Can written statements from a witness be used to show their credibility? 2 Answers as of December 07, 2010

If a person is found guilty of a crime due to one persons testimony, when it goes up for an appeal can written statements from that person be used to show the credibility of the person that testified against you?

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Law Office of Matt Potempa, PLLC
Law Office of Matt Potempa, PLLC | Matt Potempa
Generally, what can be shown at the appeal stage will be limited to what was presented at the original trial or what is "in the record". Unless this "impeaching" evidence was presented at trial, it is unlikely an appeals court would allow it to come into evidence. An exception may be if the evidence was attempted to be brought in, but a judge ruled to not allow it for some reason - such as it was hearsay, unauthenticated or simply not relevant.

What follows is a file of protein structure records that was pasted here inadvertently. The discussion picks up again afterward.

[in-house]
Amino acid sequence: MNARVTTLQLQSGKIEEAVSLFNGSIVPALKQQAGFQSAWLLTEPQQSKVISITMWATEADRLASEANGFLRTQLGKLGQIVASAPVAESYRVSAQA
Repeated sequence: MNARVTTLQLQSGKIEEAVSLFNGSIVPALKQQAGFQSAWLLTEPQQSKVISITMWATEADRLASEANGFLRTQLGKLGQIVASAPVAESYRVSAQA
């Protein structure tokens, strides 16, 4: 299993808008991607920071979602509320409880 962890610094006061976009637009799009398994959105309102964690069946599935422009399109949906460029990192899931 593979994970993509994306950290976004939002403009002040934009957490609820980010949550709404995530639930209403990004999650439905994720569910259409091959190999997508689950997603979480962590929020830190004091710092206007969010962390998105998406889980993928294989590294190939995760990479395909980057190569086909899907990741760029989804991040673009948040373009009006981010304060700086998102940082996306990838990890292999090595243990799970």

Answer Applies to: Tennessee
Replied: 12/7/2010
McWhirter Law Firm
McWhirter Law Firm | Barry McWhirter
As a general rule, an appellate court will only consider what is part of the record. If the written statement was introduced at trial, then it is part of the record and can be used. If it wasn't introduced at trial, then the appellate court probably won't consider it.
Answer Applies to: Tennessee
Replied: 12/6/2010
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